If you tell people you are going snow biking they may assume you are joking or look at you like you have gone crazy.
After all, bikes are made for paved roads and dirt trails, right? Cycling has always been associated with summer, but that does not mean the warm, sunny season owns exclusive rights to the sport.
Snow biking can be just as entertaining. Some may even argue that it is more exciting because you sort of feel like you are breaking all the rules. If you consider yourself to be a serious cyclist, then your cycling skills need to go beyond riding with no hands on the pavement or navigating a trail filled with obstacles at the park. You need to develop and perfect the skills needed to cycle in snow conditions.
Reasons to Cycle in Snow
You may be wondering if snow biking is really worth the effort. Well, not only is it quite an impressive skill to have; there are a few other reasons why this cycling skill is considered indispensable.
- Why rely on unpredictable public transportation in the winter? In snowy conditions, your bike may be the most convenient and reliable means of transportation. It sure beats dealing with significant delays that tend to be recurring occurrences during inclement weather.
- Training in the snow eliminates the decrease in performance that cyclists experience during the “off” months.
- You will maintain your technique. You may be thinking you will just use a stationary bike, but these indoor trainers are not 100 percent accurate in simulating the experience you get cycling outdoors. Therefore, when spring comes along, you have to spend valuable time finding your footing again.
Tip: Let a little air out of your tires
It is a good idea to let a little air out of your tires while cycling in the snow. Softer tires deliver better traction on slippery surfaces.
- Snow biking will save you gas money. Turning on the heater uses more gas, too.
- Riding your bike instead of driving your car will save the extra wear on your battery. Cranking a cold engine forces the starter to draw more amps from the battery. Plus, on shorter trips, the battery never really gets the chance to fully recharge, which shortens its life.
- Cost of maintenance on a bike remains consistently low, regardless of season.
Three Golden Rules of Snow Cycling
Why should skiers, snowboarders, and ice skaters have all the fun in the winter? You can have just as much fun cycling in the snow, if you have a reliable bike and proper cycling clothes. Of course, you are going to need some winter-specific riding skills, as well. The following three golden rules will have you on your way to having fun in the snow.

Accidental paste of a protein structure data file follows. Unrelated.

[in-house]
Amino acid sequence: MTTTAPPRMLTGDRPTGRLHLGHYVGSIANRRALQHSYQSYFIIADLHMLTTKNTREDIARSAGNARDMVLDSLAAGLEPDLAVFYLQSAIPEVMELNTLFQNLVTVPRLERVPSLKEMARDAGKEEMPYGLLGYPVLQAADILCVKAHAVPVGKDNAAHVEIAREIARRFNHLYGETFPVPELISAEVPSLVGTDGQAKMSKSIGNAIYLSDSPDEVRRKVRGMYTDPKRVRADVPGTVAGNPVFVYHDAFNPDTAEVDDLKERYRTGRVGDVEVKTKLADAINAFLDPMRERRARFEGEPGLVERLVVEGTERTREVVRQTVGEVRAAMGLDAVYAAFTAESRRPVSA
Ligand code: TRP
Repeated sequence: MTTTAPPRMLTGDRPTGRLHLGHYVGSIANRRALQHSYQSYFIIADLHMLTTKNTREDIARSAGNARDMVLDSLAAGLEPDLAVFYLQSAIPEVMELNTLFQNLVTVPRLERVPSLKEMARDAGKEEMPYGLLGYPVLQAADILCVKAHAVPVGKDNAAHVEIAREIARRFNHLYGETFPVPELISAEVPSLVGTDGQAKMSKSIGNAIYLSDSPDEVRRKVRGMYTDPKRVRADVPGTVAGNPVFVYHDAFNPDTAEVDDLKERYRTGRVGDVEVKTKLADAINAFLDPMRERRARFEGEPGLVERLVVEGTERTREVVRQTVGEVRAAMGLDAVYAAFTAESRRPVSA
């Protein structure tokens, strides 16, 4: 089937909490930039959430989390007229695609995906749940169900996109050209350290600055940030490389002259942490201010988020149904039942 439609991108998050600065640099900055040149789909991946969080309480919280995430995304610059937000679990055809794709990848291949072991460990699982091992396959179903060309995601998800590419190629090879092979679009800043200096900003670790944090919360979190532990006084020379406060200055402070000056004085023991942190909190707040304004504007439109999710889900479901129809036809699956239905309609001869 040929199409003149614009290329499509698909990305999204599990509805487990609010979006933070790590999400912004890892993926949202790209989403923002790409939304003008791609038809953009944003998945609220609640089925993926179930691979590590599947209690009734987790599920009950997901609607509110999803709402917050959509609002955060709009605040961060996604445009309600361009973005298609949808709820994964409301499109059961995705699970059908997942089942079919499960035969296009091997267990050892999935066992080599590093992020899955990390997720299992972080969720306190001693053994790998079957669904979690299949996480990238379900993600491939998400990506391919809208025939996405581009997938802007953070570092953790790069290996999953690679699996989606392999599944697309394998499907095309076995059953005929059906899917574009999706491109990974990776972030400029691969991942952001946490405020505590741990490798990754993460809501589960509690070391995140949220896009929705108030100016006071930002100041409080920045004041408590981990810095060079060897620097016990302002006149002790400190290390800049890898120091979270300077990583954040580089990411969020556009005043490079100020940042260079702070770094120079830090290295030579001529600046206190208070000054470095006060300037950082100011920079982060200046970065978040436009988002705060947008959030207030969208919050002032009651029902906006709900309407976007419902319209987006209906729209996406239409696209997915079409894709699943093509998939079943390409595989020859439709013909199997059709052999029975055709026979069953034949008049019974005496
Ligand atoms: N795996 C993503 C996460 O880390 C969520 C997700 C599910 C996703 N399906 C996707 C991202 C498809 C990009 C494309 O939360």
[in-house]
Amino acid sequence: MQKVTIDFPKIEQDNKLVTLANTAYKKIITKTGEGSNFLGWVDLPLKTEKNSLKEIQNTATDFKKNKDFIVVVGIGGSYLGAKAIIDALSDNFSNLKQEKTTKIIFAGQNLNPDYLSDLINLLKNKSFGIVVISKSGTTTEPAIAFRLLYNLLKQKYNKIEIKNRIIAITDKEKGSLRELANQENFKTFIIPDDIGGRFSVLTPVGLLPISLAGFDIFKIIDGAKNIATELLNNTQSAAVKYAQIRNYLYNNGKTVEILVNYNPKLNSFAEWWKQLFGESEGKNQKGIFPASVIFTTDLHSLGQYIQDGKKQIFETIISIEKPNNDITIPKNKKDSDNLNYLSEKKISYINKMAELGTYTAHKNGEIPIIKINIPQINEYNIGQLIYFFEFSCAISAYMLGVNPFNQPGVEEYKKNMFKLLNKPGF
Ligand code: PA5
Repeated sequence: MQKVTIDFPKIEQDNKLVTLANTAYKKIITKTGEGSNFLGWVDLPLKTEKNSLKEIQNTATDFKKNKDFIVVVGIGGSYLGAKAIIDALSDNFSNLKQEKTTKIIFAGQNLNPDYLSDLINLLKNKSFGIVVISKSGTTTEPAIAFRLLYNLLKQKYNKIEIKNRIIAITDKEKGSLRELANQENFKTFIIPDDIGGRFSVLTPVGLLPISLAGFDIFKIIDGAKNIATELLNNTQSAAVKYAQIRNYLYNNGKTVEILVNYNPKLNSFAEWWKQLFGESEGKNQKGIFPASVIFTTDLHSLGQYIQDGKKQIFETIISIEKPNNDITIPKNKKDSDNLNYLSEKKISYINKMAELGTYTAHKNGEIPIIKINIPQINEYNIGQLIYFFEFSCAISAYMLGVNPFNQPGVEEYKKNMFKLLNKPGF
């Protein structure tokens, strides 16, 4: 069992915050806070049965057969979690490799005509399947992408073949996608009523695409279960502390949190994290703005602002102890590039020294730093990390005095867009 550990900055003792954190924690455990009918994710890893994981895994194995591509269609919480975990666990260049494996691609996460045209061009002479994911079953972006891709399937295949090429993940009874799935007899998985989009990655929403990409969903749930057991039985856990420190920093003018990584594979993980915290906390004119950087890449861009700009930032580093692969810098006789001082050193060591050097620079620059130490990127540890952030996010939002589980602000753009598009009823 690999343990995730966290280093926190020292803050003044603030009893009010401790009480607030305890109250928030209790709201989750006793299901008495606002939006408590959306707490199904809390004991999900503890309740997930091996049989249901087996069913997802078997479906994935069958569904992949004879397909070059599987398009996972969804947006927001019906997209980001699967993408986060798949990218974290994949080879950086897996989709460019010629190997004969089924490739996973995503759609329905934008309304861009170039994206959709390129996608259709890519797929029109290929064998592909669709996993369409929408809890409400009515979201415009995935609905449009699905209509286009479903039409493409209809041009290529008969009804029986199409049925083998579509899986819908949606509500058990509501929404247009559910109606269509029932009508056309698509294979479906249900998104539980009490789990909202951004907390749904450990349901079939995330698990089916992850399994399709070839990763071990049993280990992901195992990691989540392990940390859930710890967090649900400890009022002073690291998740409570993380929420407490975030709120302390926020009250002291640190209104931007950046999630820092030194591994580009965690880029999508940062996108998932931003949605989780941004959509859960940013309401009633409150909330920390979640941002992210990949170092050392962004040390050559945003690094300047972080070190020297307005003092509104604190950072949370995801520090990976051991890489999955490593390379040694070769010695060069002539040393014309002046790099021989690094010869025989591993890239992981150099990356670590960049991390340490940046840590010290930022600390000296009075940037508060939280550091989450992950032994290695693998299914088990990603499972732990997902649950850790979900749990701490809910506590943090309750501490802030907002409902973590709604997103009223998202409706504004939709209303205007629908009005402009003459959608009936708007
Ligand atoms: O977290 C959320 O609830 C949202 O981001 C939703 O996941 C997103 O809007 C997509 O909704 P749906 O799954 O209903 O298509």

To stay warm you have to stay dry. Your first instinct may be to just put on extra layers or wear a heavier coat, but this could do more harm than good, if you don't choose the right fabrics.
If you are wearing a cotton base layer, it is going to stay soaked when you start sweating. This wet layer continues touching your skin throughout the ride, which is going to eventually make you incredibly cold. You need to choose moisture-wicking fabrics, especially on the base layer.
Ride on Deeper Tread
Similar to the tires on a car, the tires on your bike are going to play a leading role in snow biking. It is never a good idea to ride on bald tires, especially in the snow. You need deep tire treads to have traction on a slippery surface. Knobby, all-terrain tires are great, but studded tires are even better.
Steer with Your Hips
Steering can be the trickiest skill to perfect. In the warm months you naturally steer with your arms. However, if you move your handlebars suddenly while snow biking the probability of skidding is quite high. Use your hips and body weight to steer and guide the bike, and you will have better control.
Snow Biking in the City
You may be thinking that city biking in the winter will be no big deal because the streets get plowed. However, plowing creates other challenges. Once roads are plowed, salt usually follows to melt the ice and snow. As you probably know, this leads to slush, if the temperatures are a little above freezing. The following tips will come in handy.
- Even though the city has plowed, roads can still be slippery.
- Traveling at faster speeds increases your risk of colliding with a motorist
- In snowy conditions it will take you longer to come to a stop when you brake.
Thoroughly Clean Bike Parts
- In urban areas there is a good chance your bike will be in contact with salt.
- Salt can be damaging, especially to metal components.
- Thoroughly clean every element of your bike after cycling in the city. Put extra care into cleaning the derailleur because it is very prone to salt damage. You should also rinse the salt out of your tires' treads.
Winter Mountain Biking
If you enjoy exploring the path less traveled in the summer then you should love winter mountain biking. Cutting through a blanket of fresh powder is truly exhilarating.
Terrain you may not have been able to navigate in the summer might open up new possibilities in the winter. Not to mention, there is nothing quite like seeing the landscape shining like a blanket of diamonds as the sun kisses the snow.
Snow biking is fun and will improve your overall cycling skills. Just remember to dress warm, slow down, and follow safety precautions to ensure you enjoy every minute of your experience.
If you are getting into snow biking, there are a few items you may want to buy.
- Winter biker head gear
- Long biking pants
- Winter bicycling gloves
- Long sleeve bicycling jerseys
- Basic bicycle rain gear
- Winter bicycling socks